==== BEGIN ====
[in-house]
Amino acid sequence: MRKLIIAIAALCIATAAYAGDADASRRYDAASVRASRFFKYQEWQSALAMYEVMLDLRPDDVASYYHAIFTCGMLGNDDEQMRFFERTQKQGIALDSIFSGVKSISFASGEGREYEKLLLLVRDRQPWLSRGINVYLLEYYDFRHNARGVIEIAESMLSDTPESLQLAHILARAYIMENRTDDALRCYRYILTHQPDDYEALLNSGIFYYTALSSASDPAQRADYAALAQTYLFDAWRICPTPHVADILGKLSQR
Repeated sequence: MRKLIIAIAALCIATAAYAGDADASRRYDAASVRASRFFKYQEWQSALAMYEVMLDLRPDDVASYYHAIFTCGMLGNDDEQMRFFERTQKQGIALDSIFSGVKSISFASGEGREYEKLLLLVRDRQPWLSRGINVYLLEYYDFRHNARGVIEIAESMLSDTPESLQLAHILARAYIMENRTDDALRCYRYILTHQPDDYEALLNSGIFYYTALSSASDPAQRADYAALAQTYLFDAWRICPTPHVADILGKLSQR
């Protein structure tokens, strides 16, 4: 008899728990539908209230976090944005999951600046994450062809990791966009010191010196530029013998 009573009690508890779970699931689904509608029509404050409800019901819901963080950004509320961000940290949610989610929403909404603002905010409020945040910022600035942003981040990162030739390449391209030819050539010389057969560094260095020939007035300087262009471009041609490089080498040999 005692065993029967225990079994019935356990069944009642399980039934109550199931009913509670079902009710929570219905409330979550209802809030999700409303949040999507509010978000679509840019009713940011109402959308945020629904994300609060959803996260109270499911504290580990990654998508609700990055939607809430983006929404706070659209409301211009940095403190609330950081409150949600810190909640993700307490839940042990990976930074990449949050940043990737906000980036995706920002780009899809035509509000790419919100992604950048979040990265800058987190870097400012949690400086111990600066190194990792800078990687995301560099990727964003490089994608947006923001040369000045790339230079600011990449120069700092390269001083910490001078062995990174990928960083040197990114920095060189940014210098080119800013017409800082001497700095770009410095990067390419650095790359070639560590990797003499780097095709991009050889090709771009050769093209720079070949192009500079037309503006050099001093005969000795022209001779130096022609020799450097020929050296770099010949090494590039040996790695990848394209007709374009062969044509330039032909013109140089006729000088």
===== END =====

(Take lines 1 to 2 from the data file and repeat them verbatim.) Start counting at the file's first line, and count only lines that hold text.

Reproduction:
[in-house]
Amino acid sequence: MRKLIIAIAALCIATAAYAGDADASRRYDAASVRASRFFKYQEWQSALAMYEVMLDLRPDDVASYYHAIFTCGMLGNDDEQMRFFERTQKQGIALDSIFSGVKSISFASGEGREYEKLLLLVRDRQPWLSRGINVYLLEYYDFRHNARGVIEIAESMLSDTPESLQLAHILARAYIMENRTDDALRCYRYILTHQPDDYEALLNSGIFYYTALSSASDPAQRADYAALAQTYLFDAWRICPTPHVADILGKLSQR